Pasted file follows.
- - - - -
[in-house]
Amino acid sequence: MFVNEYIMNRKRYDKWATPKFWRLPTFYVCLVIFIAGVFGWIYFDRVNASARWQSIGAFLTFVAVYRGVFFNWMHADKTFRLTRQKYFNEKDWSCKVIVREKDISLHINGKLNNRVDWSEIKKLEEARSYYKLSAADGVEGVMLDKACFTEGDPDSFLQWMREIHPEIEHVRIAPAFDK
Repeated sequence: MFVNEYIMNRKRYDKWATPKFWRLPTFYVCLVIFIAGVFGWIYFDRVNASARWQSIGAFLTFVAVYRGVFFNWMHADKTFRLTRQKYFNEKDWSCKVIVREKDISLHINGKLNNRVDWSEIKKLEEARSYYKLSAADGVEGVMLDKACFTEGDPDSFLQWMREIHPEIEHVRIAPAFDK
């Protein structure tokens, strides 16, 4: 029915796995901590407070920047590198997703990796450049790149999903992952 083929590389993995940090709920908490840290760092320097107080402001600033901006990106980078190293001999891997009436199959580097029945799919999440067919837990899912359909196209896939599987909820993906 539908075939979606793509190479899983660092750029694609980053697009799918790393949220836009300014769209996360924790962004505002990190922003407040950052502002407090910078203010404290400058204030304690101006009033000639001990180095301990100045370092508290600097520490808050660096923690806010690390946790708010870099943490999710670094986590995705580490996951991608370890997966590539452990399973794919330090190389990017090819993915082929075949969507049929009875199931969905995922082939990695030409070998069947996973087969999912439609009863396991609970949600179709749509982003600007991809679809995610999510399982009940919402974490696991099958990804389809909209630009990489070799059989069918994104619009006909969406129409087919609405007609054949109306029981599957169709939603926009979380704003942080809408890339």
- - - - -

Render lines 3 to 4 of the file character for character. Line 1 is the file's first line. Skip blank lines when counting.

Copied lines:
Repeated sequence: MFVNEYIMNRKRYDKWATPKFWRLPTFYVCLVIFIAGVFGWIYFDRVNASARWQSIGAFLTFVAVYRGVFFNWMHADKTFRLTRQKYFNEKDWSCKVIVREKDISLHINGKLNNRVDWSEIKKLEEARSYYKLSAADGVEGVMLDKACFTEGDPDSFLQWMREIHPEIEHVRIAPAFDK
């Protein structure tokens, strides 16, 4: 029915796995901590407070920047590198997703990796450049790149999903992952 083929590389993995940090709920908490840290760092320097107080402001600033901006990106980078190293001999891997009436199959580097029945799919999440067919837990899912359909196209896939599987909820993906 539908075939979606793509190479899983660092750029694609980053697009799918790393949220836009300014769209996360924790962004505002990190922003407040950052502002407090910078203010404290400058204030304690101006009033000639001990180095301990100045370092508290600097520490808050660096923690806010690390946790708010870099943490999710670094986590995705580490996951991608370890997966590539452990399973794919330090190389990017090819993915082929075949969507049929009875199931969905995922082939990695030409070998069947996973087969999912439609009863396991609970949600179709749509982003600007991809679809995610999510399982009940919402974490696991099958990804389809909209630009990489070799059989069918994104619009006909969406129409087919609405007609054949109306029981599957169709939603926009979380704003942080809408890339």